My Third Novel's Conclusion, My Heartbreak

My heart begins to break when I think about completing this particular book -- because this narrative has sustained me like no other story I've known. It's both more personal and more universal than my other works. But beyond memory and archetype, it's a cri-de-coeur about needing to become the person one is destined to be. And in the writing, I have met my own life's work, my own fated journey -- having the sense all the while that the pages are suffused with a resonance, an energy, an electrified field that defies explanation. Writers hope and pray to be overtaken by a work in this way -- to be conscripted into passionate service of a profound story. To experience it even once in a lifetime seems a great privilege. I still have several months before this novel is complete, and this constitutes my reprieve. Because I'm not ready for the beauty to end.

Saturday, February 24, 2018

The Tall Guys

"When someone loves you, the way they say your name is different.  You know that your name is safe in their mouth." -- Jess C. Scott

I have a cadre of talented men in my life -- CEOs, surgeons, professors, filmmakers, composers, novelists, students -- tall and handsome, always in spirit, often in form.  They are educated, kind, articulate, athletic, insightful, artistically gifted, intellectually brilliant, thoughtful fellows.

But I love best the small ways in which they show their character on a daily basis -- the way they share their breakthroughs with me, with childlike excitement, eyes shining; the way they ask what I'm currently reading, what I'm currently thinking -- with palpable interest; the way they tell me their secrets, their hopes, their fears -- because they know I'm eminently trustworthy and I'll always maintain their confidence; the way they choose the truth; the way they're undaunted by setbacks, knowing there can be unexpected opportunities within them; the way they're unafraid to care about me -- to grab my hand, to lift me off the ground, to shout with delight when I've said the insightful words, whatever they may be; the way they're protective of me -- body, mind and spirit -- because they tell me I'm something rare.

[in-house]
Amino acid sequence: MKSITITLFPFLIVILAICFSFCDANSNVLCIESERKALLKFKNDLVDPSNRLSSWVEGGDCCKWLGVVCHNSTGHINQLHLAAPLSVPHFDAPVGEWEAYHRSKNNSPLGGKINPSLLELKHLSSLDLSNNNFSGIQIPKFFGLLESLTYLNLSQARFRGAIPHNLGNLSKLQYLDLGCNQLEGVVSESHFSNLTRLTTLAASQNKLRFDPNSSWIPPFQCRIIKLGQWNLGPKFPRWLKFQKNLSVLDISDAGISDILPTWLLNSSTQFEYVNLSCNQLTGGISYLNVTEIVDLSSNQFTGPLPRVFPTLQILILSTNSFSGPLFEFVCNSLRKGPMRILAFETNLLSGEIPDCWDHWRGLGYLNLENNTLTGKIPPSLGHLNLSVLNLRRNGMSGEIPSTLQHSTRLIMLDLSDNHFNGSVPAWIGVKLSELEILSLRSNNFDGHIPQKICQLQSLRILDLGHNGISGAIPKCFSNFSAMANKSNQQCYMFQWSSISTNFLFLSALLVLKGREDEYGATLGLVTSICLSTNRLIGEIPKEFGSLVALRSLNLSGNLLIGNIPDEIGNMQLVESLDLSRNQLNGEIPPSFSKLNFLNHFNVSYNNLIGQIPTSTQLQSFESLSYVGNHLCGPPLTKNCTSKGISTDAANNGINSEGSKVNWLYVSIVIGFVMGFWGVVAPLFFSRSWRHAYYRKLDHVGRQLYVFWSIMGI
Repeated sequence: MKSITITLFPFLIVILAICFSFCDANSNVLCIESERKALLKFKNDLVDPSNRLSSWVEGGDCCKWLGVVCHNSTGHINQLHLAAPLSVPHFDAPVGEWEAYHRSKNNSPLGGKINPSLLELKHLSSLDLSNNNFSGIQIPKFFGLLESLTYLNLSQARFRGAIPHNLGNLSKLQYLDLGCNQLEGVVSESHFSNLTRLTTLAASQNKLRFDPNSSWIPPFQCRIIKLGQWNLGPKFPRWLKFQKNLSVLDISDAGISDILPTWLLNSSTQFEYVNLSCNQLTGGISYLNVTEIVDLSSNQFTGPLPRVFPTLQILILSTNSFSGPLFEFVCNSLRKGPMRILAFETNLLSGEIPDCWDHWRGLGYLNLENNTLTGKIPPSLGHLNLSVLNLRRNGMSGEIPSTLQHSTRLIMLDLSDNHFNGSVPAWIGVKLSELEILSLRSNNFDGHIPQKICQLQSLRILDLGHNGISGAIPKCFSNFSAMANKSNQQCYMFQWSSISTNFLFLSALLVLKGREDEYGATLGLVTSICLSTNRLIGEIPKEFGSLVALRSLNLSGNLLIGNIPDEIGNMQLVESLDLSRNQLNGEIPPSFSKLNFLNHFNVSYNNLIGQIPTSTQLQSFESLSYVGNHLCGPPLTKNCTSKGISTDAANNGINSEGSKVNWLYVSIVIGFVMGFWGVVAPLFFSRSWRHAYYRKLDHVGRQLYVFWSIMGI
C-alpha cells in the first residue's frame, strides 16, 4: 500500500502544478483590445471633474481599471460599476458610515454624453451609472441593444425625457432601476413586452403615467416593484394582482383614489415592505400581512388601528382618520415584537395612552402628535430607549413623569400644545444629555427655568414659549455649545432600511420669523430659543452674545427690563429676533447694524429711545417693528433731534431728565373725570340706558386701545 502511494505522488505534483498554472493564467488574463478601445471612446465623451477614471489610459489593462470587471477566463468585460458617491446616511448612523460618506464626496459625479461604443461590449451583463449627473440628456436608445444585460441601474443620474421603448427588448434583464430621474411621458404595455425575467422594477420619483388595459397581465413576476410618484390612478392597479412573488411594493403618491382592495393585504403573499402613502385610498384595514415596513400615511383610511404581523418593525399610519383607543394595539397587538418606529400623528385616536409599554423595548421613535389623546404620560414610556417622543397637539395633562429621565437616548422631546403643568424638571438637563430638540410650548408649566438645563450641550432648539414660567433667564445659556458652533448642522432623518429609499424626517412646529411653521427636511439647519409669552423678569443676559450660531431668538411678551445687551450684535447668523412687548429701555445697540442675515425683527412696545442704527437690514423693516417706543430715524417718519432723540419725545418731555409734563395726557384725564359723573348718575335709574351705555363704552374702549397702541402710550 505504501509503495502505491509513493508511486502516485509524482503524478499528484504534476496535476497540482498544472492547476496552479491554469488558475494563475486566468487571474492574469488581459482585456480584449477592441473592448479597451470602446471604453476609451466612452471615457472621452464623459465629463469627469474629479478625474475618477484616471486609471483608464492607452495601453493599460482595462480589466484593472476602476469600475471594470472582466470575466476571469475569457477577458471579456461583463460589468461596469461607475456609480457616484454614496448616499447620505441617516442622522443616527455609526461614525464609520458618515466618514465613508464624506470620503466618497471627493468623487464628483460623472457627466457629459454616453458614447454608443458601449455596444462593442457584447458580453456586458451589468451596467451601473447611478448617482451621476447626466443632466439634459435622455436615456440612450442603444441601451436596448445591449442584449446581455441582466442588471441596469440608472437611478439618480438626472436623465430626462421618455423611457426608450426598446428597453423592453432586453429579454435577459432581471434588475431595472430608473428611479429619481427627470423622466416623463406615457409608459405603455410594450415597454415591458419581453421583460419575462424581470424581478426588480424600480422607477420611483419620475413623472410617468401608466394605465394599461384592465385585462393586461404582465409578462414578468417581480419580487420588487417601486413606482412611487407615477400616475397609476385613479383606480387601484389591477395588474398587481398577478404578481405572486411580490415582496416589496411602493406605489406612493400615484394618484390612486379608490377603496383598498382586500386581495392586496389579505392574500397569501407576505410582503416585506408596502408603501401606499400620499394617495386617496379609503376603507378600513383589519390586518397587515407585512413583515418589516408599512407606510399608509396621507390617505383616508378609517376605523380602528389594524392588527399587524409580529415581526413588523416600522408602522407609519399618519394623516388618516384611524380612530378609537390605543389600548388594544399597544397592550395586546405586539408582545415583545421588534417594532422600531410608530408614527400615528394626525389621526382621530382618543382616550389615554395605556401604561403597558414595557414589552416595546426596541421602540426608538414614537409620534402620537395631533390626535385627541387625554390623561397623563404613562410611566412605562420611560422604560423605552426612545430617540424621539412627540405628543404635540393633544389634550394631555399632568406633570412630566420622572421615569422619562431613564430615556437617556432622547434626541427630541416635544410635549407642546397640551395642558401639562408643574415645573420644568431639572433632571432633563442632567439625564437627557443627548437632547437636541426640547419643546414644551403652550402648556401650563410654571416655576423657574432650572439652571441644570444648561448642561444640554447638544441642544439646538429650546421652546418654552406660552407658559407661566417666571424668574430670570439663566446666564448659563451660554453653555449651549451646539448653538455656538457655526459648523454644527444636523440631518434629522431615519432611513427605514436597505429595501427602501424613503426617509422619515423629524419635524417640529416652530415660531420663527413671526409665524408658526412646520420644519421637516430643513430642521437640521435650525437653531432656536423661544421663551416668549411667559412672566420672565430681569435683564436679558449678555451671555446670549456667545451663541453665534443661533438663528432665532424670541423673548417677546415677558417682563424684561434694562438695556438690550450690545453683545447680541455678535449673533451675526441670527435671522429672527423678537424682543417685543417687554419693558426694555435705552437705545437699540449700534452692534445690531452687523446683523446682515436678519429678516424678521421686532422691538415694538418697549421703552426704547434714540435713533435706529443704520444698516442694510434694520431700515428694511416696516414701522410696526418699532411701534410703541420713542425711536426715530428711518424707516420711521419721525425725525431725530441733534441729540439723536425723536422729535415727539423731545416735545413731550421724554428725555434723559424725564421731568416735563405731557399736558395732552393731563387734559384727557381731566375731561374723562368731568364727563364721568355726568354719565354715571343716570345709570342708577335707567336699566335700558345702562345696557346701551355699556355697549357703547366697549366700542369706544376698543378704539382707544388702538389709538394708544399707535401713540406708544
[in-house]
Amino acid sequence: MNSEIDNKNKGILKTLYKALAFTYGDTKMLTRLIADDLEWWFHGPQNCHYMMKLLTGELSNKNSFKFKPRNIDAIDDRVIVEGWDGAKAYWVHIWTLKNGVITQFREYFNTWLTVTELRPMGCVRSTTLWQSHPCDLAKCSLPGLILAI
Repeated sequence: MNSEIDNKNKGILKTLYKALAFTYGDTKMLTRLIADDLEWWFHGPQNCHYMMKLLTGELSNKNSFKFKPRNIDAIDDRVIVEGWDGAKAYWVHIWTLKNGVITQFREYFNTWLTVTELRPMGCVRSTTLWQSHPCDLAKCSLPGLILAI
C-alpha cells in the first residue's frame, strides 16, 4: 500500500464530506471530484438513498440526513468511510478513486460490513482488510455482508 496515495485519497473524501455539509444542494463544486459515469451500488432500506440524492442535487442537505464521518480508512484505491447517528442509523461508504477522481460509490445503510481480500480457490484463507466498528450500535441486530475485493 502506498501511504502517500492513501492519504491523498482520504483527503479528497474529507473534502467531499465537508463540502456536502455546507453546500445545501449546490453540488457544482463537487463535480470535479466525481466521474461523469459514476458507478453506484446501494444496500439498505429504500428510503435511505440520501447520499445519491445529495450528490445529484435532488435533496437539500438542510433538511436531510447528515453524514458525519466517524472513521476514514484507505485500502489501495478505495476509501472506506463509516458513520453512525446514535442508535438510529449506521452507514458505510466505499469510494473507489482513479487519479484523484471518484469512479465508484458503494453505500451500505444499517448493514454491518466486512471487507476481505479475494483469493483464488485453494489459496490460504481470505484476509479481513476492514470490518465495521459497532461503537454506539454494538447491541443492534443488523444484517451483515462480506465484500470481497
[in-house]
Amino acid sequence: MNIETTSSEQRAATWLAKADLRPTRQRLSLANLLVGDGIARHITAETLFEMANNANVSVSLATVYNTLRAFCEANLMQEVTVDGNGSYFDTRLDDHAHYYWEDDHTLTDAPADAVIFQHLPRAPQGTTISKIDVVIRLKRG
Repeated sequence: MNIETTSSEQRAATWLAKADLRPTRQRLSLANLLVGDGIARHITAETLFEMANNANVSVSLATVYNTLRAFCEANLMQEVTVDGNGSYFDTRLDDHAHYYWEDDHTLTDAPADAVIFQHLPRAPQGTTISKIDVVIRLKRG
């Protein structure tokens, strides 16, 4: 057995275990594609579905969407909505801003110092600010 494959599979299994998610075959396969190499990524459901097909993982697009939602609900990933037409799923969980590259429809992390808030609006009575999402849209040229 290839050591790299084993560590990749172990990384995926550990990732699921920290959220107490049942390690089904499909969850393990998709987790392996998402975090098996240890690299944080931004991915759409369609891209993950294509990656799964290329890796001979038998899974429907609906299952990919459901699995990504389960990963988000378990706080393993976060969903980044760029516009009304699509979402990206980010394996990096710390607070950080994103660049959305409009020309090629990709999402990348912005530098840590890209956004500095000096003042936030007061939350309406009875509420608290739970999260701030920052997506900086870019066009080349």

In a time when much is being written about those who are cowardly and dishonest, I'd like to give recognition to the great men, the brave ones, the fellows of character and good faith, talent and strength -- the tall guys.  Thank you for sharing your lives with me, gentlemen.  My days are so enriched by knowing you.  Your kindness, your courage, your love, your confidence and your fortitude bring me joy -- hour by hour.  I'm proud to stand by your side through all the grand adventures of this life.

Tuesday, February 6, 2018

The Slalom Rediscovered

The best way to descend the mountain?  Performing the slalom while listening to a favorite rock playlist.  In a word:  exhilarating.  While I haven't been skiing in years due to a shoulder injury, I find that I'm skiing this weekend as though I've had no hiatus at all.  In fact, I'm better than I ever was -- faster than I ever was, somehow -- unencumbered by fear and its detours.

It occurs to me that fear needlessly distorts our path, not only on the mountain, but in life.  It twists our journey into something strenuous, harrowed, dishonest.  Plato said that "courage is knowing what not to fear."

Somehow, while skiing fast, if I don't fear falling, I don't fall.  I move with gravity, in an elegant undulating line that creates its own unique rhythm -- a personal music that gravitates toward a thrilling plumbline.

Fearfulness only leads to unforced errors -- strategic oversights -- needless crashes.  Fear unmakes us -- when all we need in its place is trust that the white slope ahead of us is a perfect canvas on which to trace our slalom line -- effortlessly, elegantly, timelessly.

If we trust and respect our own path, so, too, are we capable of trusting and respecting the paths of those traveling beside us.  There's a perfect line from the top of the mountain to the base -- which is both true to ourselves and protective of others.  We can only find that fearless path by envisioning it -- by creating it -- on the clean slope on which we write the story of our lives.